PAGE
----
first foreign diplomat to see her since she was placed under house
arrest in September.
President Bill Clinton's administration has long argued for a dialogue
between Myanmar's government and the Nobel laureate, leader of the
National League for Democracy.
Albright praised U.N. Secretary-General Kofi Annan for sending the
Malaysian diplomat Razali to Yangon, where he told diplomats he was
optimistic that political deadlock there could thaw.
But speculation the restrictions on Suu Kyi would be eased during his
visit proved groundless.
AP: Bangladesh and Myanmar troops exchange gunfire
DHAKA, Bangladesh (AP) _ Bangladesh and Myanmar border troops exchanged
gunfire over Myanmar's building of an embankment on a river that divides
the two neighbors, officials said Tuesday.
No casualties were reported during Monday's skirmish along the River
Naaf that forms part of a 500-kilometer (310-mile) frontier between the
two countries, Maj. Gen. Fazlur Rahman, head of Bangladesh frontier
The gunfire began after the Myanmar border troops roughed up a
Bangladeshi guard who had carried a letter protesting the construction
of the embankment 100 meters (yards) inside Bangladesh , Rahman said.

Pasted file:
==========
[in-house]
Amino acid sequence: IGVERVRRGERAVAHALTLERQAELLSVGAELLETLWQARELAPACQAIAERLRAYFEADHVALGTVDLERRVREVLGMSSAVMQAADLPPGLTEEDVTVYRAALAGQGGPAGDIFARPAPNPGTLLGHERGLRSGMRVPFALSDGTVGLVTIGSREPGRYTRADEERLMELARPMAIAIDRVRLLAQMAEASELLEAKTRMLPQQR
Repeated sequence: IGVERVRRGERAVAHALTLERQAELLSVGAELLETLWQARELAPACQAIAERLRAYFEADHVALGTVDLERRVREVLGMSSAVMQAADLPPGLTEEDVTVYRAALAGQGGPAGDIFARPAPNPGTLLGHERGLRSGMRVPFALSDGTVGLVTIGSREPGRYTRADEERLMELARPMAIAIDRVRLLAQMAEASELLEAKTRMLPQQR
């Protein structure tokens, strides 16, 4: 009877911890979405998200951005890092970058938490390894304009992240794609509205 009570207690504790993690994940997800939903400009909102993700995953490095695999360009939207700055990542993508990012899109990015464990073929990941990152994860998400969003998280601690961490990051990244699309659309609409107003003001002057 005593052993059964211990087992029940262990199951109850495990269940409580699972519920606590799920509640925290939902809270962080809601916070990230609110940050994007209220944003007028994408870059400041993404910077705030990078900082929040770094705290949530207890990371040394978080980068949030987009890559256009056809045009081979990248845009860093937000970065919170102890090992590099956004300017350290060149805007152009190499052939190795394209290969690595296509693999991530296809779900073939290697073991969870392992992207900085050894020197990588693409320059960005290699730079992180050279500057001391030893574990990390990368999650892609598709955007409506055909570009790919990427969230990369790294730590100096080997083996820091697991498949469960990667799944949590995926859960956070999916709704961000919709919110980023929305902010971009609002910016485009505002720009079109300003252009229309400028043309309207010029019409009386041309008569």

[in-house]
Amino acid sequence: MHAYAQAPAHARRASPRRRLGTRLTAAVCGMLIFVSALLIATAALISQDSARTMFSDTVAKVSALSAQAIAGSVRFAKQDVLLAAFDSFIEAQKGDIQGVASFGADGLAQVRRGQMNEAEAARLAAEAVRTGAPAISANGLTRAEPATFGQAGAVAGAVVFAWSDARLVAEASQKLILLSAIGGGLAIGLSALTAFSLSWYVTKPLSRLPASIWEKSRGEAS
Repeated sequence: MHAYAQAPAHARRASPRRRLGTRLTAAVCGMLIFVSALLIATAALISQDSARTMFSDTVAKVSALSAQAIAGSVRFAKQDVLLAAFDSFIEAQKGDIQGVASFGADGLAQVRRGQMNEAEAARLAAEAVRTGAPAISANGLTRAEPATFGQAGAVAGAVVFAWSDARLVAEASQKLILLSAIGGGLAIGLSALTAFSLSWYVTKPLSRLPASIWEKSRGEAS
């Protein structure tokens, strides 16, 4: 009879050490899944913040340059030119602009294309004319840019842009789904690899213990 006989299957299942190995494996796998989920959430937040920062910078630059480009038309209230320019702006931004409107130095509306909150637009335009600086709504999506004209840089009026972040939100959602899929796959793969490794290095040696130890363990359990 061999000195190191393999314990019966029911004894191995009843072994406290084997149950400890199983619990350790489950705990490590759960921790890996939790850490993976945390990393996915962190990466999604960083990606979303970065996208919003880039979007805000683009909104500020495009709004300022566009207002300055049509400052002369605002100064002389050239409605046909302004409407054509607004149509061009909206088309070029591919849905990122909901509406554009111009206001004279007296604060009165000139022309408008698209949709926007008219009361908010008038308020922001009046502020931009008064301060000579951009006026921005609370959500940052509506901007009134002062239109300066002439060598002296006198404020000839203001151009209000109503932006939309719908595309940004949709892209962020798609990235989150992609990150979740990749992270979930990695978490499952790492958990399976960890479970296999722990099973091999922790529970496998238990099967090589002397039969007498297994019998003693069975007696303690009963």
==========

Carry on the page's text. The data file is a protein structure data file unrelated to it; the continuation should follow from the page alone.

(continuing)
In Dhaka, the foreign ministry lodged a protest with Myanmar's
Ambassador U Ohn Thwin.
``We are awaiting reports from our government,'' the Myanmar ambassador
told reporters after the meeting.
Bangladesh has reinforced its 1,000-strong border guards along the
river, 310 kilometers (200 miles) south of Dhaka.
Tension mounted in the region where Bangladesh has put up nearly 22,000
Rohingya Muslim refugees who fled Myanmar in 1990, accusing the Myanmar
soldiers of torture and persecution.
Reuters: Myanmar suspends dam building on Bangladesh border
DHAKA Jan 9 (Reuters) - Myanmar has suspended the construction of a
controversial dam on a border-river after an exchange of gunfire with
Bangladesh troops, Bangladesh security officials said on Tuesday.
``The building of the dam has been suspended after Monday's brief
exchange of fire,'' Colonel Mohammad Shawkat Ali, a sector commander of
the Bangladesh Rifles (BDR) border guard, told Reuters.
A Bangladesh security official in the border town of Teknaf said troops
from the two sides briefly exchanged fire across the Naf river, although
there were no reports of any dead or wounded.
``Myanmar messengers crossed the Naf river into Bangladesh, waving a
white flag, following the exchange on Monday, and informed us they have
stopped construction of the dam,'' Ali said.
Myanmar authorities have released no official statements on the issue
and could not immediately be reached for comment.
Bangladesh Home Minister Mohammad Nasim said he wanted a high-level
meeting with Myanmar to settle the dispute.
``We are concerned...I have requested the foreign ministry for a
high-level meeting with Myanmar to settle the dispute. I believe it will
be settled,'' Nasim told Reuters on Tuesday. Bangladesh officials said